Auto Repair Shops

Direct Primary vs Legal Liability for Auto Repair Shops

Auto Repair Shops

The difference between Garage Liability coverage and Garagekeepers coverage is the difference between liability insurance and physical damage insurance. The first covers the insured’s liability for operations and autos and the other covers damage to customer’s vehicles. All garage risks need both coverages to properly insure their loss exposures.

A Garage Keeper’s Legal Liability policy is intended to cover damage to an auto held in their care, custody, or control while it is on consignment for sale or you are servicing, repairing, parking, or installing equipment into the vehicle. Direct Primary Coverage provides coverage even if the loss is not the insured’s fault and is not legally liable. On the surface, this seems relatively easy to understand.

For Example, a customer’s locked vehicle is in a fenced and locked yard. There is adequate lighting in the yard and the vehicle alarm is armed. The electronics are ripped from the vehicle and there is $25,000 in lost equipment and damage.  Although you are clearly not negligent – and not legally liable – the claim is submitted to my insurance carrier.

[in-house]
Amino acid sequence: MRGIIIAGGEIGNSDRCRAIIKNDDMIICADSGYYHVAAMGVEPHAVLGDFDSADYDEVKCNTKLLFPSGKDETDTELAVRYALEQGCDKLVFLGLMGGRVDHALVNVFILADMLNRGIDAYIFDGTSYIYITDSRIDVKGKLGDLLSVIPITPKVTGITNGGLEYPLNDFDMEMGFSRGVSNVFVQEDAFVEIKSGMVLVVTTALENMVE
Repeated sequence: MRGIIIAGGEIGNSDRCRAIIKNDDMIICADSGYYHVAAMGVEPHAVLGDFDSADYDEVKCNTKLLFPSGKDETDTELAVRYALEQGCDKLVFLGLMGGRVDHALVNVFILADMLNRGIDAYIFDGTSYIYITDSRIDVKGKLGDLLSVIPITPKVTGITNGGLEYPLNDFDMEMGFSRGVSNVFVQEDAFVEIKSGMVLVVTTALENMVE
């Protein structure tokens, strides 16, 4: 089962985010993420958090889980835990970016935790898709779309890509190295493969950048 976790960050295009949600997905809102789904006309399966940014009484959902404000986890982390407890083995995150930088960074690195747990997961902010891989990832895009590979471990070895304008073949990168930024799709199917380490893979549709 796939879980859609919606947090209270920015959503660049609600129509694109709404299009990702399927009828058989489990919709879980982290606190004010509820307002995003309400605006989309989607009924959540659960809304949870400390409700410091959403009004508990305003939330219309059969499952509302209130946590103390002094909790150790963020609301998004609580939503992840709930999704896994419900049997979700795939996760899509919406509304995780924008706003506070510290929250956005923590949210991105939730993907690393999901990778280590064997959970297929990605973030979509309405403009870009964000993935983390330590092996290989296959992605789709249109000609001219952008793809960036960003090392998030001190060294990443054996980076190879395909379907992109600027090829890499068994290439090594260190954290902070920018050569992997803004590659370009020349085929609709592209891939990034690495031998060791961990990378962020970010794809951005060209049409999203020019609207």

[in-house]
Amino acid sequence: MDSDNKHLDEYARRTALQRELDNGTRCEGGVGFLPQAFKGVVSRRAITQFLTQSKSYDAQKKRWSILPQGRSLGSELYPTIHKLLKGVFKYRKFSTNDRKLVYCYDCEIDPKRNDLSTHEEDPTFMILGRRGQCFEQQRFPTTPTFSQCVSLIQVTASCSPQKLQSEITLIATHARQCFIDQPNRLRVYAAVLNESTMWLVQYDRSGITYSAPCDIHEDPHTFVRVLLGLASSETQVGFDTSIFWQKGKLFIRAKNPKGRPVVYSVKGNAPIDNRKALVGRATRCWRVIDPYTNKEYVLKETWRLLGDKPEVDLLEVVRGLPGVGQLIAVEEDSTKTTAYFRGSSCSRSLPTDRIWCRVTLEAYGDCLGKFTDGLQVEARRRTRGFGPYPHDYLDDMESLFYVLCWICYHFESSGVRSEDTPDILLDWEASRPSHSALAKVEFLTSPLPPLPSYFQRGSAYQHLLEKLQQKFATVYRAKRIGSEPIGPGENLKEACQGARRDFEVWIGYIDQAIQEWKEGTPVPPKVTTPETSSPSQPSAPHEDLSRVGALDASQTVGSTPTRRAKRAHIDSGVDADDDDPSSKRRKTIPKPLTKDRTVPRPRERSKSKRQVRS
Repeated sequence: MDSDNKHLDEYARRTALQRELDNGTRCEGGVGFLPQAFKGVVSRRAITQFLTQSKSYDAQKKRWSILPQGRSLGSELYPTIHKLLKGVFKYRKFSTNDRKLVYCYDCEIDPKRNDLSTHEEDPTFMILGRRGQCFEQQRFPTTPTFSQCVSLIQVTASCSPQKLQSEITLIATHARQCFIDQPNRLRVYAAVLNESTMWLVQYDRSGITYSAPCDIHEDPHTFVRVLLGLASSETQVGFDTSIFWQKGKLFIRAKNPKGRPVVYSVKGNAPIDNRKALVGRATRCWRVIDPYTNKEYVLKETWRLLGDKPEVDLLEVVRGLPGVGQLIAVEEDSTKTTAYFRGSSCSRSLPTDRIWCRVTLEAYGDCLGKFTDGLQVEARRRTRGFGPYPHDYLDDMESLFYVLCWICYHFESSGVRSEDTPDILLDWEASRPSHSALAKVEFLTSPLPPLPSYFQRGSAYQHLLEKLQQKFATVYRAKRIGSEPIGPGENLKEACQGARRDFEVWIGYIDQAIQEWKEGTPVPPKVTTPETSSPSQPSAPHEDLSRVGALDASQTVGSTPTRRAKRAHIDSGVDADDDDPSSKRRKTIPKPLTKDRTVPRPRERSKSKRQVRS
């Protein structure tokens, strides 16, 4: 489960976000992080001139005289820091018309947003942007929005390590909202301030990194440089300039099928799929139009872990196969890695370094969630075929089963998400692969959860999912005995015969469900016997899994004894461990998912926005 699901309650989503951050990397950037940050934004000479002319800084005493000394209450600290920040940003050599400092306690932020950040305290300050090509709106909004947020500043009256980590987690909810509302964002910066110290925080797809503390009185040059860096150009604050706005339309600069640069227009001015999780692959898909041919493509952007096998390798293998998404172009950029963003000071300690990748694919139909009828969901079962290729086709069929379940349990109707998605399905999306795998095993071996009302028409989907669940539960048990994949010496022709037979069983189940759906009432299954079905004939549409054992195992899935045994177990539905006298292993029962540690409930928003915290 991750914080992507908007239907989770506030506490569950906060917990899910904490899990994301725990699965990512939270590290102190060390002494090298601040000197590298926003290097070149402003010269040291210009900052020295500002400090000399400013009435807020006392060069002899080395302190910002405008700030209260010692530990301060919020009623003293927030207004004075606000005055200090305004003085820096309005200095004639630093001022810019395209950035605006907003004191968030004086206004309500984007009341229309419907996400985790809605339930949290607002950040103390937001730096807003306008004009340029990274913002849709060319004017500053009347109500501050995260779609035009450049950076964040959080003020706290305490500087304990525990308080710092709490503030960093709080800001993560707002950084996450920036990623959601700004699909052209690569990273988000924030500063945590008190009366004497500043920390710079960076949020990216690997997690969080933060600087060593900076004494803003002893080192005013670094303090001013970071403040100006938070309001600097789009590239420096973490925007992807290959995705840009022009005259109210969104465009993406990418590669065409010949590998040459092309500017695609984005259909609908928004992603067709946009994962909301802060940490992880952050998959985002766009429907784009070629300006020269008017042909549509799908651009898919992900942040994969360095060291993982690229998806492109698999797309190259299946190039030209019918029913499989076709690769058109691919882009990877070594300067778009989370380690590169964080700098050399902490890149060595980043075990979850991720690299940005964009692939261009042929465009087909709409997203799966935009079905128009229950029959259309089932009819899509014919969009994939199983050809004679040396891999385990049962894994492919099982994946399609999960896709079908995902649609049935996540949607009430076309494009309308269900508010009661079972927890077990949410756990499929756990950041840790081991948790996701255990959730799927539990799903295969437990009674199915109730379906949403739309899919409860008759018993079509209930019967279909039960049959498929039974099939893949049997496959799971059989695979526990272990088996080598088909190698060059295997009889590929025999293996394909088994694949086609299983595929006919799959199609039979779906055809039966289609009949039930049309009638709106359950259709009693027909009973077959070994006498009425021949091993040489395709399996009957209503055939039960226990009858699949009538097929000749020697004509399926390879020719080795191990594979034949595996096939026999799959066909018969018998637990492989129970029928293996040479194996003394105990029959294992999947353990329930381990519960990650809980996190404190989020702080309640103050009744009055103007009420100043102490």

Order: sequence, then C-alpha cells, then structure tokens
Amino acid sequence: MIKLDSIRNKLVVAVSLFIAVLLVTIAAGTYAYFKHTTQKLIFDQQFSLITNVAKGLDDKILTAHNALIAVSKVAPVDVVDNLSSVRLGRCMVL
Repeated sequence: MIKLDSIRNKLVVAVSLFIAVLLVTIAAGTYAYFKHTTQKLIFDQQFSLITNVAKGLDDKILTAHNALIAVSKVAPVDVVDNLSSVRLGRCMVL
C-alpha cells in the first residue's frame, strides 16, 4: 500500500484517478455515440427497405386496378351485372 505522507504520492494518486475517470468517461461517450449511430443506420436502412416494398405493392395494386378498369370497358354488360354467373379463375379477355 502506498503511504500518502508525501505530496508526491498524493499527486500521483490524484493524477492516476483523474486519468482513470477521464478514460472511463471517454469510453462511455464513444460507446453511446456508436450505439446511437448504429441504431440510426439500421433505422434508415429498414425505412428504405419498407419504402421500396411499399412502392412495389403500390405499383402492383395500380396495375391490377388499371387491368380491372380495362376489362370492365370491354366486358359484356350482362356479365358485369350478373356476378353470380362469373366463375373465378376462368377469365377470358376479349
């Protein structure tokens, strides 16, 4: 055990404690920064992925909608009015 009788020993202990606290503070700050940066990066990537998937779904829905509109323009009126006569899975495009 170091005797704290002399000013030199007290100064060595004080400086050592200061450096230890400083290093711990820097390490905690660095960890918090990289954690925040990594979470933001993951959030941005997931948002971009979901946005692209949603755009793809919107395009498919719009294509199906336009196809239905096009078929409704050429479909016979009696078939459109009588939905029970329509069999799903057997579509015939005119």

With Direct Primary Coverage, the customer – the owner of the vehicle – is paid no matter whose fault it was. You have a happy customer again and your insurance paid for everything. Well that is great until renewal time, when we can assume that the insurance company will raise the Garage Liability premium by a substantial amount because of the claim. That $25,000 claim typically will continue to affect your premiums for three years.

If you had purchased Legal Liability Coverage, the owner of the vehicle would have had to submit the claim to his own insurance company. Your insurance company would not pay anything on the claim – after all, it was not your fault, you were not legally responsible for the damage – thereby saving you thousands in renewal premium increases.

What is the best option to take? If you have repeat customers that represent a significant part of your business, than Direct Primary Coverage may be the best choice. However, if you do business with thousands of different people and have no significant relationship with them, then Legal Liability Coverage may better suit you.

To recap. Garagekeepers insurance refers to coverage for the cars left in your care, custody or control. Direct primary garagekeepers pays for the loss whether you are legally obligated to do so or not and legal liability garagekeepers only pays out if you are legally responsible for the loss. As a result, direct primary garagekeepers coverage is usually more expensive than legal liability garagekeepers coverage. Both of these options have their positives and negatives. Talk it over with your insurance agent and then make a decision on what you feel is the best for your business. Think long-term vs short term on the cost of the policy. Once you take cost out it will help you determine which is actually the best option.